Last week I got out of Boston just ahead of the massive blizzard that covered much of the area with over 3 feet of snow (I was not so fortunate this week, as I watch another foot of snow fall). My destination? A much warmer and sunnier San Jose, where I spent a busy 2 days with Oracle at their annual Oracle Value Chain Summit. The main theme for the visit, similar to what was discussed at Oracle’s Open World conference at the end of the 2014 was the importance of cloud within the portfolio of Oracle solutions. Oracle also showcased the wide breadth of solutions and case studies they have in the supply chain space – a testament to the mega vendors solution portfolio.

Here are my take aways from the two days I spent on the west coast.

  • Oracle is doubling down on the cloud. The main stage sessions on Tuesday, January 27,placed a heavy emphasis on the efforts and growth of the Oracle cloud offerings. Both Oracle CEO Mark Hurd and Steve Miranda, EVP of Applications Development, spent extensive time discussing the success Oracle has seen with their cloud solutions and continuing to make the case for a greater number of solutions being moved to the cloud. Highlighting the success they have had with the cloud for their HCM (more than 950 new applications cloud customers), CX (more than 1100 new customers) and ERP solutions (more than 250 new customers), it is clear that Oracle is doubling down on the cloud for 2015. This next year should be interesting with regards to which solutions in the Oracle Value Chain portfolio get heavily invested into the cloud. Mr. Hurd has a vision of a few mega vendors providing a full suite of solutions that allow supply chain solutions to be fully stitched together. As we know, for the supply chain space that entails a complex and wide array of solutions. Oracle has already put many of these in the cloud, 2015 will be an interesting year to watch as this cloud push continues to pick up steam.
  • Oracle is happy to sell you the point supply chain solution you need. One strategy that has serviced Oracle well is their willingness and ability to sell some point solutions, which allow them to gain a foothold within accounts. Rather than always trying to push a larger suite solution sale, the point solution strategy gives Oracle great flexibility when it comes to account targeting. Organizations such as Mason Companies and Ricoh are leveraging the Oracle WMS offering to manage their distribution networks, but see this investment as a first step to address greater supply chain needs. Areas such as greater system optimization or after sale management could conceivably grow from this WMS foray. Oracle’s long running strategy of acquiring strong point solutions such as G-Log, Retek and Demantra to name a few, allows the flexibility to sell these solutions into accounts as opposed to have a “one mega size” fits all offering. Oracle will be well served to continue this tact.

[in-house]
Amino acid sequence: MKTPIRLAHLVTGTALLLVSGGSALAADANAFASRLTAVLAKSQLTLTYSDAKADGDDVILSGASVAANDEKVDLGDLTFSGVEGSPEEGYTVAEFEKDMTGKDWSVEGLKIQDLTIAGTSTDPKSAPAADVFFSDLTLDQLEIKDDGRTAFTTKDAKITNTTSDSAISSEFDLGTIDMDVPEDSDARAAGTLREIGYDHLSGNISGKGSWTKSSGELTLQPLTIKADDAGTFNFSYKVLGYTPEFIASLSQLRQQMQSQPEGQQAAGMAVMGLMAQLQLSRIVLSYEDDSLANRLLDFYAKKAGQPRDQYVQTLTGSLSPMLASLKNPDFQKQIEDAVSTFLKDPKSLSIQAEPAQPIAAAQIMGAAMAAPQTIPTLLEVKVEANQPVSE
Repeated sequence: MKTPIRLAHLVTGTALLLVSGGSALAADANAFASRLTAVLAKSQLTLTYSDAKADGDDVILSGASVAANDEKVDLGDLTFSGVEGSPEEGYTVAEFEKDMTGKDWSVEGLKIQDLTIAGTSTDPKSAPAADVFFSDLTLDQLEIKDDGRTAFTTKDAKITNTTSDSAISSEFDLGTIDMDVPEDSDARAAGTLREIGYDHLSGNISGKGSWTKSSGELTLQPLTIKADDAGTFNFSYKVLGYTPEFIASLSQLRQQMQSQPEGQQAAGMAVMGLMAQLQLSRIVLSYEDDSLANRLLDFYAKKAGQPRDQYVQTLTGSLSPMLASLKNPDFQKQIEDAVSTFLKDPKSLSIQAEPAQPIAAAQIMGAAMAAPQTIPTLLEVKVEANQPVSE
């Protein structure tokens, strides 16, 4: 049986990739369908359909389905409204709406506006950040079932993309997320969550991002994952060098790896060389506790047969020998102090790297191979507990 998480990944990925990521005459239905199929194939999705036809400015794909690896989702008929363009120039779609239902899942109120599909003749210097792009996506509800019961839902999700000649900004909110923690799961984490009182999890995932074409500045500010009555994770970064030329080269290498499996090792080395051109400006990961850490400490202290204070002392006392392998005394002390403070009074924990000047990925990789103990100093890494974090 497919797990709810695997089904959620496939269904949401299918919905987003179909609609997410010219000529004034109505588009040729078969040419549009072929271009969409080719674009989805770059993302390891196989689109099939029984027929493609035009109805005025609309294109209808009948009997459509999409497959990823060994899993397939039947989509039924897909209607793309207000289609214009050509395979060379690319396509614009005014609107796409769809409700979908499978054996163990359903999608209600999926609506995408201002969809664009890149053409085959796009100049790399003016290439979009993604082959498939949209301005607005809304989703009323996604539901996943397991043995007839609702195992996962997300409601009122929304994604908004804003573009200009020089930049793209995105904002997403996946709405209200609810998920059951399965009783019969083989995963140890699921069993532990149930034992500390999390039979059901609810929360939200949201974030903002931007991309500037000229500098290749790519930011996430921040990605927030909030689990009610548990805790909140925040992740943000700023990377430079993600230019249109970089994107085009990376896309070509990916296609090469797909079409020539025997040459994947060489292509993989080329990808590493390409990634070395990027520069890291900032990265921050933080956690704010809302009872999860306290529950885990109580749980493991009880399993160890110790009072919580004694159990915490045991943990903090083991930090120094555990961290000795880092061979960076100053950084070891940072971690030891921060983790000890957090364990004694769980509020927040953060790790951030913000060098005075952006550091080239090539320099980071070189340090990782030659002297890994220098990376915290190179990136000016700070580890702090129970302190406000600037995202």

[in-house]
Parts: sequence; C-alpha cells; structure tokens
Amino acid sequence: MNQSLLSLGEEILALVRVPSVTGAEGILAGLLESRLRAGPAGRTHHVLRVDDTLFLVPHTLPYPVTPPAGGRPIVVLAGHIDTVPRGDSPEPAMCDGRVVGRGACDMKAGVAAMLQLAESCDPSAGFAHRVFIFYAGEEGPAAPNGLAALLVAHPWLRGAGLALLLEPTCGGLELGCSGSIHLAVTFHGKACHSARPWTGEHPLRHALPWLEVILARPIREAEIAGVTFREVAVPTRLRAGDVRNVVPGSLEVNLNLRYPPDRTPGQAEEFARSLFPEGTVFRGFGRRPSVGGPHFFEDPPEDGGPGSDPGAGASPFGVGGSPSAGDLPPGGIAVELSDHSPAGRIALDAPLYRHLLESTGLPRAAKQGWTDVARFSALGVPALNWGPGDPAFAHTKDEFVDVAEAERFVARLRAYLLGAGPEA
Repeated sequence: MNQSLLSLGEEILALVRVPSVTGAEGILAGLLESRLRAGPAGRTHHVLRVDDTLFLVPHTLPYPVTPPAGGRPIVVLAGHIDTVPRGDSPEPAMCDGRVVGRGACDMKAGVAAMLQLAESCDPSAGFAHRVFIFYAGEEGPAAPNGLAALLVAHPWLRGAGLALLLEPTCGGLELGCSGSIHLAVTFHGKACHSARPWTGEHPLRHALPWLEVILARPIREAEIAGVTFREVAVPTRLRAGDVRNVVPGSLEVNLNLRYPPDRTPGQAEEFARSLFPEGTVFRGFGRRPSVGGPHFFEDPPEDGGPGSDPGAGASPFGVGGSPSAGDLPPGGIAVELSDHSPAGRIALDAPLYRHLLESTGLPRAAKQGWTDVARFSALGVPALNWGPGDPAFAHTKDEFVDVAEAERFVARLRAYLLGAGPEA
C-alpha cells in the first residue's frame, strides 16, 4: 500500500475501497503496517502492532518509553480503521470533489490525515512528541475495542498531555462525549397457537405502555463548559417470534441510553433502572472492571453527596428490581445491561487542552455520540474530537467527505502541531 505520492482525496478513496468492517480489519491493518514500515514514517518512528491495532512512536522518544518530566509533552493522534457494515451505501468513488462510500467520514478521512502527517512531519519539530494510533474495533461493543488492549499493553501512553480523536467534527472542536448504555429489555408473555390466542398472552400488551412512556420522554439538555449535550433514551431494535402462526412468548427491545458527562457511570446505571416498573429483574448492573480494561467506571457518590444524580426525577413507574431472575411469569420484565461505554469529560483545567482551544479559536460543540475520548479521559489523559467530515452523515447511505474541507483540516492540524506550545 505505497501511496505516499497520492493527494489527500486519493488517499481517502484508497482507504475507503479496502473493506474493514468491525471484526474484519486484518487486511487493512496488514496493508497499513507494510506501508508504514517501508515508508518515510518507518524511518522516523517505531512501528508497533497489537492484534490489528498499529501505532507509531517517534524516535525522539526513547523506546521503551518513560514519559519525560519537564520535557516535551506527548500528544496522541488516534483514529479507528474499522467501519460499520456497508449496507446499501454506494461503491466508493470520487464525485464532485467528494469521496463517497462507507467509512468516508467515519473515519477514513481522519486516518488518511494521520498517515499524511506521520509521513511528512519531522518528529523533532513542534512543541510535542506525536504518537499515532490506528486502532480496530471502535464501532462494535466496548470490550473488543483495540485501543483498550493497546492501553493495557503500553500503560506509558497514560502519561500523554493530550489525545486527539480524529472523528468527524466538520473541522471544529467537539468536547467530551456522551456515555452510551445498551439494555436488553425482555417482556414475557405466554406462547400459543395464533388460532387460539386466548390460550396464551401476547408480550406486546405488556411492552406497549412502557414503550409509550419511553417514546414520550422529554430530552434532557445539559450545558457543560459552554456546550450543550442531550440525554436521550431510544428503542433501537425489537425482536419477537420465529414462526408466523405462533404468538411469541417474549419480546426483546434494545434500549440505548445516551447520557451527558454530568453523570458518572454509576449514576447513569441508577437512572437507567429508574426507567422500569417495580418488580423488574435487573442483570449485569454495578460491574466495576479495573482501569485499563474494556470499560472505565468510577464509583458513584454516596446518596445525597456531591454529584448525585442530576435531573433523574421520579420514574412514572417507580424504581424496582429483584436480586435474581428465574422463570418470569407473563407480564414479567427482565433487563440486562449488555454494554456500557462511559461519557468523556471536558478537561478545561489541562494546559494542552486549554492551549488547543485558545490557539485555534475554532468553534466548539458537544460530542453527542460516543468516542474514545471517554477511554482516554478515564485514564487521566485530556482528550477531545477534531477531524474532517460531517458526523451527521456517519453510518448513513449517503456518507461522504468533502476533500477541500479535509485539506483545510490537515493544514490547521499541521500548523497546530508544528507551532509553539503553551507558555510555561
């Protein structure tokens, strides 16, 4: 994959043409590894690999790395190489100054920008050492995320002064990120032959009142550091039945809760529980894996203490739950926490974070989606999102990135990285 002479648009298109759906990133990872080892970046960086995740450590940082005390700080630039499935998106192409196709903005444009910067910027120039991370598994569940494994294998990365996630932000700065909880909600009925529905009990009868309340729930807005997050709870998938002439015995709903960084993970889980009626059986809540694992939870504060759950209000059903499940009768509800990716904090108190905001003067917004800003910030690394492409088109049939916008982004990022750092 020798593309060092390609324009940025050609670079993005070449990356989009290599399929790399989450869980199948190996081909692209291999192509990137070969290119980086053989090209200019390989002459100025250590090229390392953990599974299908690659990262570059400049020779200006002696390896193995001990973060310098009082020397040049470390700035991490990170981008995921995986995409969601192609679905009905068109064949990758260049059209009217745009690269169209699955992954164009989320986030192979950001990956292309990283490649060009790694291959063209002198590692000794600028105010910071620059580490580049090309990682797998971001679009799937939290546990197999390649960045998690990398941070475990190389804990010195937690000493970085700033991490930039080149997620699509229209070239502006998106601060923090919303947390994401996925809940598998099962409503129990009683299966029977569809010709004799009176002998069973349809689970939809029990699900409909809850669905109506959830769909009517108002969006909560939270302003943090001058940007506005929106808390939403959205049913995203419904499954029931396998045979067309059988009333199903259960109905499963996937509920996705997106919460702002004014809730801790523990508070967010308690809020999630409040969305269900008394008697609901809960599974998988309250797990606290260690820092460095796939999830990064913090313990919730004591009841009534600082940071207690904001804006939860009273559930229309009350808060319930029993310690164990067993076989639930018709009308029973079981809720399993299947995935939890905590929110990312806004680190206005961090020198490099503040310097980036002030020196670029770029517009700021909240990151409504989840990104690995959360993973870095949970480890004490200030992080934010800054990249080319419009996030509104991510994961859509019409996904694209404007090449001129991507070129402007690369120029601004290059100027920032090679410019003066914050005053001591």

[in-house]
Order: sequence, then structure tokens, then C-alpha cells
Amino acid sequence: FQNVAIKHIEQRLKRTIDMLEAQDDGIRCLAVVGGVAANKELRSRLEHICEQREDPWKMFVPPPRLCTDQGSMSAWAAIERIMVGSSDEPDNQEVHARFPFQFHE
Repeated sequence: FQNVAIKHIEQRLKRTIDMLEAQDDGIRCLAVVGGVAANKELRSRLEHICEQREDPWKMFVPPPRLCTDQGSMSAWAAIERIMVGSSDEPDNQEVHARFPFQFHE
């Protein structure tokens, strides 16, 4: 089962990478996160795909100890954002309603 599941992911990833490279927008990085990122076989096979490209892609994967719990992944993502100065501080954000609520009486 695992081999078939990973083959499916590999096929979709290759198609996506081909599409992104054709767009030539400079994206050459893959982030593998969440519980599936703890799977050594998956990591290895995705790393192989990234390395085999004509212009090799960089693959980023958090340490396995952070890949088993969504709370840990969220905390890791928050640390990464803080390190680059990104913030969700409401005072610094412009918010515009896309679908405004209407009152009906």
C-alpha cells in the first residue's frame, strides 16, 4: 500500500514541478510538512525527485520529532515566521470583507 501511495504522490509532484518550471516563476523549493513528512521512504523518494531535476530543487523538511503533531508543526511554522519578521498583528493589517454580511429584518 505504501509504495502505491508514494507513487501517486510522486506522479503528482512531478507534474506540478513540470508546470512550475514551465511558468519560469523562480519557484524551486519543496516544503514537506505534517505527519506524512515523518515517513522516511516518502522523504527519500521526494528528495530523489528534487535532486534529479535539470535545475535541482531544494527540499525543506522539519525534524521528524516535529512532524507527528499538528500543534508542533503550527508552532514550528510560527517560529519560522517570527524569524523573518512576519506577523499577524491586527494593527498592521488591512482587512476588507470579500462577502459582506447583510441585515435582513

• However there remains room for best of breed providers. While Mr. Hurd argues for a handful, or fewer, of large vendors providing a one-stop shop, there will always remain room for best of breed vendors. Why? Because these mega vendors cannot service every solution and need of the user at the highest-level possible. That is no knock on these mega vendors. A recent article in the Economist pointed out that even in the world of mega vendors – such as Google in search – that smaller vendors still hold an important role. They are in existence to address specific areas that the larger vendors cannot properly address. For example, speaking with a manufacturer who looked to leverage Oracle’s global trade management (GTM) offering was disappointed in the level of maturity of the solution. They had to lean heavily on their solution integrator to fill in the gaps of the Oracle GTM offering. A candid story to say the least, but not surprising. These large vendors have such an extensive portfolio; across so many different industries that one cannot expect that each solution has received the same level of development and attention as one another. Customers need to keep this in mind when making vendor selections – sometimes a vendor that focuses on one specific supply chain problem offers the best solution.

As Mr. Hurd said from main stage “supply chain is hard,” there is no doubt about that! Oracle spent over two days giving us a host of case studies and presentations of how they are tackling these hard problems. The sessions I was able to attend provided a wide swath of stories about how companies from global automotive suppliers to General Electric Power & Water are leveraging Oracle to better manage their supply chains.

It will be interesting to watch how Mr. Hurd’s theory in the rise of the mega vendors plays out. Something to watch in 2015 and beyond.